Jōbōji Lacquerware: Daily Use Brings Out Its Beauty
Guideto JapanArt Travel
Lacquerware: Craft Synonymous with Japan
The word urushi is said to have come from uruwashii, meaning “graceful” or “elegant,” or uruoi, “to become moist.” Sap produced by lacquer trees to repair cuts to their bark is harvested and refined to be used as lacquer. Urushiol, the sap’s principal ingredient, takes oxygen from the moisture in the air and creates a strong film on whatever surface it is applied to.
Lacquer is both an adhesive and a staining agent that imparts color and luster. Applied to wooden bowls, stacked jūbako boxes, and a host of other decorative items, lacquer transforms them into articles both exquisite and durable. For the same reasons, lacquer is also essential for temple and shrine buildings.
During the Age of Exploration from the fifteenth to the seventeenth centuries, seafaring Europeans reaching Japan prized the lacquerware they acquired, which was known in Europe as “japan.” Similarly, ceramics from China were called “china.” Lacquerware, one of Japan’s best-known crafts, was made throughout the country during the Edo period (1603–1868) as local daimyō encouraged production. Lacquerware continued to be a daily necessity even after those years, and exported in quantity, it was also highly appreciated abroad for its aesthetic qualities.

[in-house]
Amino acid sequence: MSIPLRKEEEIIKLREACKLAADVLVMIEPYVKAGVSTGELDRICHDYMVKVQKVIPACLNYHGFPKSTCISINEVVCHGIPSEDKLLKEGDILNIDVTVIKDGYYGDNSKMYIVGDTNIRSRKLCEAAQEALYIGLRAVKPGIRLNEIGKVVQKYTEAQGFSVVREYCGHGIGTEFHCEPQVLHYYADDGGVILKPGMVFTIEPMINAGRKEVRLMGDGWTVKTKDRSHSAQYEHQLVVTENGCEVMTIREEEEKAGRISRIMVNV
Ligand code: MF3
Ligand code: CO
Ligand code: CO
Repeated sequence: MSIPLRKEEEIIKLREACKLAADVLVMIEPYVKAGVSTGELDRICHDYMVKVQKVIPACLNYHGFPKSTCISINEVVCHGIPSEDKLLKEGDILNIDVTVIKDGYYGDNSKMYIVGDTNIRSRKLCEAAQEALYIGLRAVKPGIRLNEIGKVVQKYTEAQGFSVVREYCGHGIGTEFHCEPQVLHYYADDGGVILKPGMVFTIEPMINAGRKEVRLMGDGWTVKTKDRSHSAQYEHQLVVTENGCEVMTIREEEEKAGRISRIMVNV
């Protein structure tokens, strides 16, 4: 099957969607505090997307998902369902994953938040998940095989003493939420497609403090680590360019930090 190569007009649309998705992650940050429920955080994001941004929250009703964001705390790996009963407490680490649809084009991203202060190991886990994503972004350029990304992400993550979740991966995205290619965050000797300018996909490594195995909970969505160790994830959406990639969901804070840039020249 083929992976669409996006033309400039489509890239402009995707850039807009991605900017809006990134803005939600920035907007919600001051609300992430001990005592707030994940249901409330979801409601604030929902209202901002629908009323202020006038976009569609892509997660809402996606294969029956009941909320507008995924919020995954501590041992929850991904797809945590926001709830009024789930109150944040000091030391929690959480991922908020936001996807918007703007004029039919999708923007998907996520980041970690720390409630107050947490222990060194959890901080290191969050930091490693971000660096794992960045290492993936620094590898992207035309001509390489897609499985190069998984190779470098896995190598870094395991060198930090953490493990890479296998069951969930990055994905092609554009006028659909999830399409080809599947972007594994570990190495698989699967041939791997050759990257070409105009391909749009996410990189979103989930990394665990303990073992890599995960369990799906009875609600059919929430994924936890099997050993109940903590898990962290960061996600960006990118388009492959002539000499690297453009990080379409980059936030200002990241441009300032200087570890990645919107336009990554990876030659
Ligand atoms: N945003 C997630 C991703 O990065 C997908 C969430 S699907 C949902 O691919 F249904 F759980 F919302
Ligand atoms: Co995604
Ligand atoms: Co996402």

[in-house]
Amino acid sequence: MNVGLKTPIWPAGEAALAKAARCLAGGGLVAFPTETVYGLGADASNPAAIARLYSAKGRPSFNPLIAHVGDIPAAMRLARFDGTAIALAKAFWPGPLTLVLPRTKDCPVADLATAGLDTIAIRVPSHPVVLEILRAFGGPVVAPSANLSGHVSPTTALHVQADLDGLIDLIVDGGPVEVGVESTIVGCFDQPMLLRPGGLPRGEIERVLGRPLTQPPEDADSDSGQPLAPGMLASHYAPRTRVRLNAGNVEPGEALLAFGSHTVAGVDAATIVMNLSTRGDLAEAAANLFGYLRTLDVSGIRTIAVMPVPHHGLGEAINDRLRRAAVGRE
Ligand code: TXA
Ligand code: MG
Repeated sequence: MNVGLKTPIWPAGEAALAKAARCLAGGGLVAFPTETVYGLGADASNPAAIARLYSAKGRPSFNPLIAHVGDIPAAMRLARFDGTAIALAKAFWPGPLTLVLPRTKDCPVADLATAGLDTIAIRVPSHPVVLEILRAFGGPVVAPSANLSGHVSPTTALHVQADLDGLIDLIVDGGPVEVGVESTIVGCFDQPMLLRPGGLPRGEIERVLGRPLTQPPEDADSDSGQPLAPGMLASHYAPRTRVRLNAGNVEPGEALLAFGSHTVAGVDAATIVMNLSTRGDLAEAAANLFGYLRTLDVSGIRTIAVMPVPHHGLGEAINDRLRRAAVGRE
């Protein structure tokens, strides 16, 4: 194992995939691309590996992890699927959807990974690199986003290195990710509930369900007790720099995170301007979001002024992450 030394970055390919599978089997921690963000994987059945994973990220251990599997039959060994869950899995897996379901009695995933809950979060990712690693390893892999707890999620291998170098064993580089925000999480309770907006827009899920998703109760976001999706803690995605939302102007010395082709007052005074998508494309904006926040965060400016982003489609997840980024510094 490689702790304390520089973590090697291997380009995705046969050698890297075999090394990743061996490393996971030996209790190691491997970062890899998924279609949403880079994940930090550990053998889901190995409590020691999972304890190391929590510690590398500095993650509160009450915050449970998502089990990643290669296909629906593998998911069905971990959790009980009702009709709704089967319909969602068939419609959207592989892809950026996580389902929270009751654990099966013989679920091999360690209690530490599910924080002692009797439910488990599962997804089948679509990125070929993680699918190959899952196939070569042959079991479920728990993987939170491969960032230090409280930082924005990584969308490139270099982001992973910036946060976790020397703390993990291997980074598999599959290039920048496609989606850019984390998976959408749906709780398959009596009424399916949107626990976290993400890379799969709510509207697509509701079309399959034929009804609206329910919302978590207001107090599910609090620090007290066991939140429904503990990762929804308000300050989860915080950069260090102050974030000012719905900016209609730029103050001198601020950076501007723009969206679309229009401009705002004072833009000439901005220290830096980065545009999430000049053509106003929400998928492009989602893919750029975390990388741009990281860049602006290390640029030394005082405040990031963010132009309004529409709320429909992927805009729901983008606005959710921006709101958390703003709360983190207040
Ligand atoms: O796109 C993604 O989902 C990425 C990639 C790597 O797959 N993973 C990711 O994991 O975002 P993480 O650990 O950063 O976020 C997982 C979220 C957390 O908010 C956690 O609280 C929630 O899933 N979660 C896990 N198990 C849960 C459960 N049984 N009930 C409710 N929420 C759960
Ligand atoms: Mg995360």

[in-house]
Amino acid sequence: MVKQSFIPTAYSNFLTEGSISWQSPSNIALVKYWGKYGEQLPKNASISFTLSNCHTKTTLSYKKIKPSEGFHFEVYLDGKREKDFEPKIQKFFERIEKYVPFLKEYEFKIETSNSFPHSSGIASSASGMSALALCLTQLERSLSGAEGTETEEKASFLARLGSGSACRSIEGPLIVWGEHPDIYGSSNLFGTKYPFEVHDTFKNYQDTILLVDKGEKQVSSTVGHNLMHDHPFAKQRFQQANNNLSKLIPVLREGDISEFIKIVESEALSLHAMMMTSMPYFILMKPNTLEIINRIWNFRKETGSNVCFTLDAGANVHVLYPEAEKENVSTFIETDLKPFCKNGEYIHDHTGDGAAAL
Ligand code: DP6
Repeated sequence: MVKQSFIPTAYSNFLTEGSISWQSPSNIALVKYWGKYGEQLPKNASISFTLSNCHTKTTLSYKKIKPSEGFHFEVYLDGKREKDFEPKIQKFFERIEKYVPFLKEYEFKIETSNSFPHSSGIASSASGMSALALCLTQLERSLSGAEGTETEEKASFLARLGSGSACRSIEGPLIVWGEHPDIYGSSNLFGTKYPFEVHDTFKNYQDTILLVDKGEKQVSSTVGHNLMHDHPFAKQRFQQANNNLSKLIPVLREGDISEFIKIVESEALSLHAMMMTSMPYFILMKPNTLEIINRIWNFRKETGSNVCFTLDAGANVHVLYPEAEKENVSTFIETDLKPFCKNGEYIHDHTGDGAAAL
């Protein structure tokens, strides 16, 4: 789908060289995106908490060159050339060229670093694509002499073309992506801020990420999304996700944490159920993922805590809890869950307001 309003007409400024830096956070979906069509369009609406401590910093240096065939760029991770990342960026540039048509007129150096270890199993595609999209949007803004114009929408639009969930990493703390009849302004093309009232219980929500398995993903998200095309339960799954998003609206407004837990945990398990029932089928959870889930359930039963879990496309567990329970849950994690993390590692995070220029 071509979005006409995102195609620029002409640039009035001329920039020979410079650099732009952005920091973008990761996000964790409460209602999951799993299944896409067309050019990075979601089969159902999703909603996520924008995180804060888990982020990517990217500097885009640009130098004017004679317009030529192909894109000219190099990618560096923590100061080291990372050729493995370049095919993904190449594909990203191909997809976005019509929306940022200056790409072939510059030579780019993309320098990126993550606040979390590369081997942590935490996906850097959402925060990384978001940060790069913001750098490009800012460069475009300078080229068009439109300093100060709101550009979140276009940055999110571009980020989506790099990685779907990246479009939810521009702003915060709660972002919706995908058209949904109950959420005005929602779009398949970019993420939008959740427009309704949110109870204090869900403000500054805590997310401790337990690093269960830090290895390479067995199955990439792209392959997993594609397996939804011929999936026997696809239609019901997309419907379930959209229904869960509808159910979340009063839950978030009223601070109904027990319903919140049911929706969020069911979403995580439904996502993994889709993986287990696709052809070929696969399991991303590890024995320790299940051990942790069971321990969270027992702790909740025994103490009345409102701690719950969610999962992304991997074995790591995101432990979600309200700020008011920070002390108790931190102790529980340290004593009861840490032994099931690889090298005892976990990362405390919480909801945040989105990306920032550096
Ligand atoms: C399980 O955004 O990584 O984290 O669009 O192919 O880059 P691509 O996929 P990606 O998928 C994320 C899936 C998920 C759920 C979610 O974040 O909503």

But Japanese lifestyles underwent drastic change after World War II as plastic and Western-style tableware became widespread. An influx of inexpensive lacquerware, mainly from China, also caused domestic production to go into decline. In some areas known for the craft, lacquerware earned the “traditional craft” designation and survived thanks to demand from collectors and tourists. Lacquer production peaked in the years around 1960, though, and has continued to decline since then. Today Japan only produces 1% to 2% of all the lacquer it consumed.